In my last post I explained how I’d made a spur of the moment decision to change my degree programme. The transfer itself was fairly straight forward, just a couple of hundred emails back and forth between tutors, student support, my new department and my old one and Hey Presto! I was back to being a fresher. Then came getting access to coursework, handbooks and assessment details. Talk about being thrown in at the deep end.
I made the huge mistake of trying to work through the weeks I’d missed by reading the lecture notes and watching Powerpoint presentations, eager to get stuck in, catch up and prove what an outstanding student I was. Except, when it came to making head or tail of this:
This utter gobbledegook shows the phonology of sounds. All I could think was, “What on earth have I let myself in for?” I was dreading the lecture to come and almost wished I’d stayed in archaeology.
Despite feeling apprehensive, I went to sit at the front (as I always do) of the massive lecture theatre. I’d been to my first history lecture the day before and knew there would be about three hundred students in the class. My plan was to record the lecture and just sit and listen without taking notes, not expecting to understand a word that was said, but miraculously it was far easier than I anticipated. Everything fell into place and made perfect sense. Slowly, my fear of the module dissipated and I began to enjoy it. At one point the lecturer asked a question and I was the only one to put up my hand, and I answered correctly.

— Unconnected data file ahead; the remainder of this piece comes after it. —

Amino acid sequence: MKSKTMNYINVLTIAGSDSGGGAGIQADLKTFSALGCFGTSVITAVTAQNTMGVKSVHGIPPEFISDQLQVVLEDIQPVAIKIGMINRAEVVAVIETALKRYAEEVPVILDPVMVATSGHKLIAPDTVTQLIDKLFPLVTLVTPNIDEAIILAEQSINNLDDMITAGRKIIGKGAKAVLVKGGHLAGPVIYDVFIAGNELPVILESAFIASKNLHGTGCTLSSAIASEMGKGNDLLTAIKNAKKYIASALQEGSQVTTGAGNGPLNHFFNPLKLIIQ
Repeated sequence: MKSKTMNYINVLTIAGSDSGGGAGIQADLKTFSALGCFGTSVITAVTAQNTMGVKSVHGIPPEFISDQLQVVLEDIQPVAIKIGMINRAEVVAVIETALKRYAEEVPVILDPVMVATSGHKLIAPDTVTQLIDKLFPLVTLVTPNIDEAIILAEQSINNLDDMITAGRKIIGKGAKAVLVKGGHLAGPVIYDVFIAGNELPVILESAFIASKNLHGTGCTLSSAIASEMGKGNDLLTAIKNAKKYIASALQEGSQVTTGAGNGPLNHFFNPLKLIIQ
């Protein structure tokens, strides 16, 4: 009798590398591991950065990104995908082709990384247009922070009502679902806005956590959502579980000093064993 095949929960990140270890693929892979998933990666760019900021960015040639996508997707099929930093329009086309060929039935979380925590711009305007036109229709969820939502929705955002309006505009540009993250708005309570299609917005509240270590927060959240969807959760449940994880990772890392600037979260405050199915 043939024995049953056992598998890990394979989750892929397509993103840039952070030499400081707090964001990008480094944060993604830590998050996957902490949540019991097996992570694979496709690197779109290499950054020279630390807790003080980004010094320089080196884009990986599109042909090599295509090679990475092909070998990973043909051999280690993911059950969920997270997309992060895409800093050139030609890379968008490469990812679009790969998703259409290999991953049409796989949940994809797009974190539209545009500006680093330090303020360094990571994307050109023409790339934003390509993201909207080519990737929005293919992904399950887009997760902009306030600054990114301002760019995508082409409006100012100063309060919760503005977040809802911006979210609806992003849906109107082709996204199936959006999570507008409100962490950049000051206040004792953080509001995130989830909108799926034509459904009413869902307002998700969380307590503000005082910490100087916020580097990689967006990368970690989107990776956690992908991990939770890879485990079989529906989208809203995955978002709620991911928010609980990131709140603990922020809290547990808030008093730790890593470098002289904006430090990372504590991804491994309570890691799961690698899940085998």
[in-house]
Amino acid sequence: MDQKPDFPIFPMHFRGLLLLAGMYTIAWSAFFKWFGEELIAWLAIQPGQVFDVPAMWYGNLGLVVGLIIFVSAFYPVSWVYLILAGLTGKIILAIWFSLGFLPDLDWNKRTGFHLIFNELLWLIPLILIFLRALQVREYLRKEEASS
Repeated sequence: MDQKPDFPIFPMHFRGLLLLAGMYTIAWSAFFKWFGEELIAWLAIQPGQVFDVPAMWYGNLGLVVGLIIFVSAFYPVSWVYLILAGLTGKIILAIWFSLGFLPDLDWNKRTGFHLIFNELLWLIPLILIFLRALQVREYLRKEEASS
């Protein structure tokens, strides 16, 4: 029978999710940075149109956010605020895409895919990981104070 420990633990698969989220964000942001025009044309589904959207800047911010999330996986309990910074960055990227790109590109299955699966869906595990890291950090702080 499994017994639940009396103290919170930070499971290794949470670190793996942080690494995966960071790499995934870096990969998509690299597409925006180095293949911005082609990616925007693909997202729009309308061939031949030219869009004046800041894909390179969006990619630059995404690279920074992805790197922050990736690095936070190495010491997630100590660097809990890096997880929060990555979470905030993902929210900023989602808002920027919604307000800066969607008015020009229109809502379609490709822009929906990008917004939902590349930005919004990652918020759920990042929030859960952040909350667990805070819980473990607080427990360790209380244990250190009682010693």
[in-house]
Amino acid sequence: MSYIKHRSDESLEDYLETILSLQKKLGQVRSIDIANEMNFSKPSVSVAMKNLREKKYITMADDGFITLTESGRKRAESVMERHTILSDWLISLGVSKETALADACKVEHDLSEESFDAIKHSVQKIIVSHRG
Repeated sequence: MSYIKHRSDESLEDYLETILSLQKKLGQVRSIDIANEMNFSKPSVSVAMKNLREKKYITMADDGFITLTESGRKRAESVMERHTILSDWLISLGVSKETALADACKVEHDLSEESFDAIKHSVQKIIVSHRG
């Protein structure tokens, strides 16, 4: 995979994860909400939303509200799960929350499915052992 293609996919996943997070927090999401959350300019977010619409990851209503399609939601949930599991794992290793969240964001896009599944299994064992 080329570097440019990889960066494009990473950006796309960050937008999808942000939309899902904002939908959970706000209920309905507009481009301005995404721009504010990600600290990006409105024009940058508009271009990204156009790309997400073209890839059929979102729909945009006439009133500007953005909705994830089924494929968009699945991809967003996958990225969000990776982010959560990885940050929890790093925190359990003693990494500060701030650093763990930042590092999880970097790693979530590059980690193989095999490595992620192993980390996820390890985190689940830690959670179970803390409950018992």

Then he asked, “How many vowels in the English language?” It was a trick question of course. Someone shouted from the back “Five.” He gave a little laugh and shook his head. “Six” another called. Again he shook his head. Eventually he gave in and told us the answer, “More than sixteen, nearer twenty.” Of course if he’d asked how many vowel sounds are there in the English language it might have given the game away.
I’m slowly finding my way around such things as plosives, fricatives, alveolar and bilabial sounds, but rather than being intimidated by these unfamiliar words I’m enjoying the journey.
I’ve also found an easier to read version of the International Phonetic Alphabet – now all I have to do is memorise these signs for transcription.